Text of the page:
Glenn Frey passed away yesterday. It feels like the regularity with which people from my younger days are leaving this earth is accelerating. I suppose I am at that station in life. Of course I did not know Glenn Frey, but indirectly he was a steady companion to me during my high school and college years.
The music of my high school years was a discord of many styles, some leaving and some arriving. In the beginning, The Doors, Bread, Three Dog Night, Carole King,and James Taylor were constants on the radio. In the end, The Bee Gees were surrendering to Earth Wind, and Fire and Kool and the Gang. In the middle it was the original and classic sounds of Elton John, Aerosmith, and the Doobie Brothers. It was Led Zeppelin with Stairway to Heaven. It was Kiss with rock and Roll All Night. It was Boston with More Than a Feeling. It was Lynyrd Skynyrd with Free Bird. AND it was The Eagles with Take it Easy, Desperado, Lyin’ Eyes, and of course Hotel California.
I bought my first stereo system when I was a freshman in high school. It was a pretty sweet system with a Pioneer amplifier and separate tuner. It also included a Technics turntable and eventually a Sony cassette deck. That stereo system accomplished a couple of things: 1st of all it nearly drove my Dad completely crazy due to the sonic sunami pulsating from my bedroom which was on the far side of the house. Not far enough apparently... I just barely salvaged his sanity by buying a pair of headphones. No question it was in the nick of time as the Kiss Alive album had just entered my rotation. The 2nd thing it accomplished was to permanently imprint the soundtrack of my high school years onto my consciousness.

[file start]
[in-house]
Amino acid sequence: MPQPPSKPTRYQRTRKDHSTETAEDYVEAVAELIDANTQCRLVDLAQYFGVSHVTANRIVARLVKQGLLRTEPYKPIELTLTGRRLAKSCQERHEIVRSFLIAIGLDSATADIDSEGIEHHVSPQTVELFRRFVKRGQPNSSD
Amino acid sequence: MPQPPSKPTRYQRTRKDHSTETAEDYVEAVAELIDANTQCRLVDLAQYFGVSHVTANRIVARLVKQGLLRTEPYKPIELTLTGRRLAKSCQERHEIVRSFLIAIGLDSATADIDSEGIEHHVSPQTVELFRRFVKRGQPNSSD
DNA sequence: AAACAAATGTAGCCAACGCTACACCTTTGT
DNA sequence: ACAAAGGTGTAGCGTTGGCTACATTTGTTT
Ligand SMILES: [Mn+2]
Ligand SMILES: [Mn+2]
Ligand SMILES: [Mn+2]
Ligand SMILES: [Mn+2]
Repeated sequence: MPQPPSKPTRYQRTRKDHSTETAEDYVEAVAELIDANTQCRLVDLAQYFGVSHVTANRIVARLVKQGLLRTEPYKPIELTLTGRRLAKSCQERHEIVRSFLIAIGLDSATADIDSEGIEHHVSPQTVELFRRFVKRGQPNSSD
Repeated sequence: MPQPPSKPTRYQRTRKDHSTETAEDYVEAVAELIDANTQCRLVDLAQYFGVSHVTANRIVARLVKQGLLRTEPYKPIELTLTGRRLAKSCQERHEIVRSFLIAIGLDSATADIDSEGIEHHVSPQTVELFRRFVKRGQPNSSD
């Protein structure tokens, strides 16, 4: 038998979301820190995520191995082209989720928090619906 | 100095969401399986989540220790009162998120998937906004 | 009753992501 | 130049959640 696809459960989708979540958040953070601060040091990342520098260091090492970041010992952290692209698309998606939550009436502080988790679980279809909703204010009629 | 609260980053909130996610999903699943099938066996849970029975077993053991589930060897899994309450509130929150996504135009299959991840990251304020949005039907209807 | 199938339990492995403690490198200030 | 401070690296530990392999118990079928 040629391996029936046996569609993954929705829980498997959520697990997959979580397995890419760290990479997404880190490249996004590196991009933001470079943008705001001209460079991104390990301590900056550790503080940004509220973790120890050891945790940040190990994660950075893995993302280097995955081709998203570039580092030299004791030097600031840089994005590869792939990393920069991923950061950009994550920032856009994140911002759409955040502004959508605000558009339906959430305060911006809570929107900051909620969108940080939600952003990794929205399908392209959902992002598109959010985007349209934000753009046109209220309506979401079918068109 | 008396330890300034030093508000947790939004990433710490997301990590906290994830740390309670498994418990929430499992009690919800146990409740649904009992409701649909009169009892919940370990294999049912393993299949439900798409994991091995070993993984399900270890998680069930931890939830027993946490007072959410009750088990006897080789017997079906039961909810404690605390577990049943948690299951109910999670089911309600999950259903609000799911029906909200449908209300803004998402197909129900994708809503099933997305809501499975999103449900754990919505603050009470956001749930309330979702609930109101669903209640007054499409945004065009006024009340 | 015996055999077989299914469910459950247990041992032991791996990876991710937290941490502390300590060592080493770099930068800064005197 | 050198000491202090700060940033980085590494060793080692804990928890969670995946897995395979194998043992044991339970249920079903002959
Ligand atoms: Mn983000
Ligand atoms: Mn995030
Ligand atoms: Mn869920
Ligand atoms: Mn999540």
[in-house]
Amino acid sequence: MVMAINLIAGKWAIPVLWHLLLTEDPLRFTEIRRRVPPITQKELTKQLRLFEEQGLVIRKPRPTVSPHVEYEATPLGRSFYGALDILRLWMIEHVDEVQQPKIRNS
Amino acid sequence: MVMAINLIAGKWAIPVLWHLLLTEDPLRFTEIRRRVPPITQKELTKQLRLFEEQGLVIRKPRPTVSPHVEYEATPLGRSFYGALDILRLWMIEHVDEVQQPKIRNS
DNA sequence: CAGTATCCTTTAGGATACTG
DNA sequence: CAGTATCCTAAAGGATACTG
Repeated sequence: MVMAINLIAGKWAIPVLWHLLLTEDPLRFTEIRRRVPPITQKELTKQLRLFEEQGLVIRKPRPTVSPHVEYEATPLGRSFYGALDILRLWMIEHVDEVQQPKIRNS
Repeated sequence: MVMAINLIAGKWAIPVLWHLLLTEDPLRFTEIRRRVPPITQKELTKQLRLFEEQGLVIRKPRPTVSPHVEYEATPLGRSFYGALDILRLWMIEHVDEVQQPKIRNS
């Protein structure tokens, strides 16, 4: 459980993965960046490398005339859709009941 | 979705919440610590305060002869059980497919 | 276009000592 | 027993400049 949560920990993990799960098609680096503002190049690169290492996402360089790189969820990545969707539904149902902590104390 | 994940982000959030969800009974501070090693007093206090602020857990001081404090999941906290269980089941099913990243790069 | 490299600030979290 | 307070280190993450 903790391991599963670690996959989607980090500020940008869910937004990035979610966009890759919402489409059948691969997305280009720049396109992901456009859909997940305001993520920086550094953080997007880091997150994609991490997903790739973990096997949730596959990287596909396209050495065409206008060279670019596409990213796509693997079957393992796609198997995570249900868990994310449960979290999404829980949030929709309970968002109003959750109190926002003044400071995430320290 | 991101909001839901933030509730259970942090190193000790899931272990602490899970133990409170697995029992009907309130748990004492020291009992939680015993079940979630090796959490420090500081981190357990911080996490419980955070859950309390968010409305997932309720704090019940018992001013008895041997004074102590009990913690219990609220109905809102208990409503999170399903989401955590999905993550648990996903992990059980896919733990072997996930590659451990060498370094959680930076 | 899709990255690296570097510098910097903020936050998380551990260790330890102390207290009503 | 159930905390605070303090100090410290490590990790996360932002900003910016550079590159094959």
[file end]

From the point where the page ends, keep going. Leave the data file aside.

When I started high school, the 8-Track tape player was the mobile audio technology of the day. It was really the only way to play a music album in a car. Then… along came the audio cassette recorder. There were some really awesome features with regard to cassette tapes: They were much smaller than 8-track tapes so portability and storage were both greatly enhanced. But the absolute killer feature for me was that HIFI cassette machines allowed for recording a tape straight from an audio source such as a vinyl record. This was the real birth of the "Mix Tape", which was the 70's version of an iTunes playlist. I made mix tap after mix tape. However, the one album that I recorded straight off the vinyl with no changes or omissions was The Eagles Greatest Hits. Album perfection...
The Eagles Greatest Hits record compiled favorites from the 1st four Eagles albums and was released in February of my sophomore year. From Take it Easy to The Best of my Love, it was ten songs that represented the best of the southern California sound of the early 70's. Ten months later I was a junior and Hotel California was released. It was official: The Eagles were the backdrop to the years that I learned to drive a car, made the varsity football team, went to the prom, and ultimately graduated from high school. Many other things as well, but those should and will remain on this side of the keyboard...